Played by Alexander Enberg, Taurik paved the way for more new Vulcans (who weren't Spock) to appear as regular characters in other Trek spin-offs. In fact, Enberg eventually played another Vulcan Starfleet officer named Vorik, who was a reoccurring junior officer on Star Trek: Voyager. Co-creator of Voyager, Jeri Taylor (and Enberg's mother IRL) commented once that Taurik and Vorik were probably Vulcan "twin brothers."
3. Ensign Sito was supposed to return on Deep Space Nine
The break-out performance from Shannon Fill as Ensing Sito Jaxa caused such a stir in the fan community, that the producers of TNG immediately started talking about ways to bring here back. In the 2012 book, Star Trek: TNG: 365, writer Rene Echevarria said, "There was a lot of talk about bringing her back, but we never got around to it."
Because "Lower Decks" happened in the final season of TNG, the mystery about whether or not Sito really died could never be resolved on the show. But because of that, the writing staff of Deep Space Nine did intend to bring her back in a future episode. DS9 dealt with the politics of the planet Bajor, and Sito was a Bajoran serving in Starfleet, lost during a top-secret mission with a Cardassian double agent. When you read that sentence back, it almost feels like the last act of "Lower Decks" was a DS9 episode and not TNG.
In the same book, Robert Hewitt Wolfe says that he worked on an episode of DS9 that would have revealed what happened to Sito, but the episode was rewritten to focus on one of the main characters, Chief O'Brien, who, ironically, started out as an unnamed "Lower Decks" style character on TNG.
Either way, Sito never actually returned on screen, even though fans really wanted her to.
2. There's literally no other episode like it in all of Star Trek
An entire episode of Star Trek told from the perspective of characters who are specifically not main characters doesn't really have a counterpart in any other version of Trek. True, while the regular TNG crew do appear in the episode, the stakes aren't really contingent upon those characters getting what they want. But here, the four junior officers — Taurik, Sito, Ogawa, and Lavelle — are the focus, with specific attention paid to Sito; a minor character who originated as a side character in a different episode.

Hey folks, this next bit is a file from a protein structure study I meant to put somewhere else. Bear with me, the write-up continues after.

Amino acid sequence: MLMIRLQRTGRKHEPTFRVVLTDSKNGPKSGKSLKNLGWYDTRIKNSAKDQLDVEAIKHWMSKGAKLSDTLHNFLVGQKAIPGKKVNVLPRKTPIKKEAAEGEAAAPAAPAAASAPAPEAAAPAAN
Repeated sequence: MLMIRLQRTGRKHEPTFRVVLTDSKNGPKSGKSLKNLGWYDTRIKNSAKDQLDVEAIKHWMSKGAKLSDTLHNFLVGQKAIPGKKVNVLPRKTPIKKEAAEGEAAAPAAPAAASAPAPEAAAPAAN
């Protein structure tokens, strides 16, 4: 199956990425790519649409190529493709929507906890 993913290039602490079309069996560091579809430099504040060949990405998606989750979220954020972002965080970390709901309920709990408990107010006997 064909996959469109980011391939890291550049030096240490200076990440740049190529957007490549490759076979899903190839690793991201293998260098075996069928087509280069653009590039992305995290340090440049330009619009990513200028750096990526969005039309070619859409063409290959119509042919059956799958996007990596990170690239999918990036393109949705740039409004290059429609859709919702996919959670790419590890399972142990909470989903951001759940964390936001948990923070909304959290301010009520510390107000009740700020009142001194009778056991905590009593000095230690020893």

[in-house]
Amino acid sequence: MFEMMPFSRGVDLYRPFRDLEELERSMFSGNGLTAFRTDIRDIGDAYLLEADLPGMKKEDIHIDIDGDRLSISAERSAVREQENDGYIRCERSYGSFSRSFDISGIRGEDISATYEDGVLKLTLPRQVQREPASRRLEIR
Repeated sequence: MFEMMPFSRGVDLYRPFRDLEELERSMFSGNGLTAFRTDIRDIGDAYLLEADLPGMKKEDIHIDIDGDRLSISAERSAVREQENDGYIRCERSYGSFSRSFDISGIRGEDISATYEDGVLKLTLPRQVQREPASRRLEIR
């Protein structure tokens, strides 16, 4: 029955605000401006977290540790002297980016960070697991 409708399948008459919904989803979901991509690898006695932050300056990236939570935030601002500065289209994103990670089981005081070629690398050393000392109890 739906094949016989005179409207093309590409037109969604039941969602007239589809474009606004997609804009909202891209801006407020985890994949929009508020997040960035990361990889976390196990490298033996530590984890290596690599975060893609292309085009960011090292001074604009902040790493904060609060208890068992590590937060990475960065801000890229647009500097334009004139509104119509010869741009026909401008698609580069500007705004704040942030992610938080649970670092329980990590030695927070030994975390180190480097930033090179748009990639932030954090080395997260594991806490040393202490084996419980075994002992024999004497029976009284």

The entire concept of "Lower Decks" would be like an episode of Star Trek: The Original Series that showed you the day-to-day life of one of the "redshirts" and then ended with the death of that character. In fact, Sito's death at the very end of this episode sort of comments on that trope: The lives of "random" Starfleet folks are just as important as the main characters. In real life we know that's true, but in adventure fiction we tend to forget it.
Imagine a Star Wars movie focused on the guys who refuel the X-Wings. That's what the "Lower Decks" episode is like.
1. "Lower Decks" paved the way for Star Trek: Discovery
Although Cadet Tilly and Specialist Michael Burnham are major cast members of Star Trek: Discovery, the first part of Discovery Season 1 introduces them as low-ranking nobodies. Tilly is pretty far from being a major officer to the point that she's even given a roommate in Burnham, a literal Federation criminal.
Tilly and Burnham's scrappy friendship is a huge part of Discovery Season 1, but the idea of crafting a Trek narrative around characters who weren't senior bridge staff was pioneered first in "Lower Decks." With Discovery, the most important things tend to be focused on the characters, not their jobs. One could argue this is true of other Star Trek shows (most recently, Picard), without the original "Lower Decks," this idea could have never really been fully explored.
Star Trek: Lower Decks hits CBS All Access on August, 6. You can stream the Star Trek: The Next Generation episode "Lower Decks" on Netflix, Amazon Prime, or CBS All Access. It's TNG Season 7 Episode 16.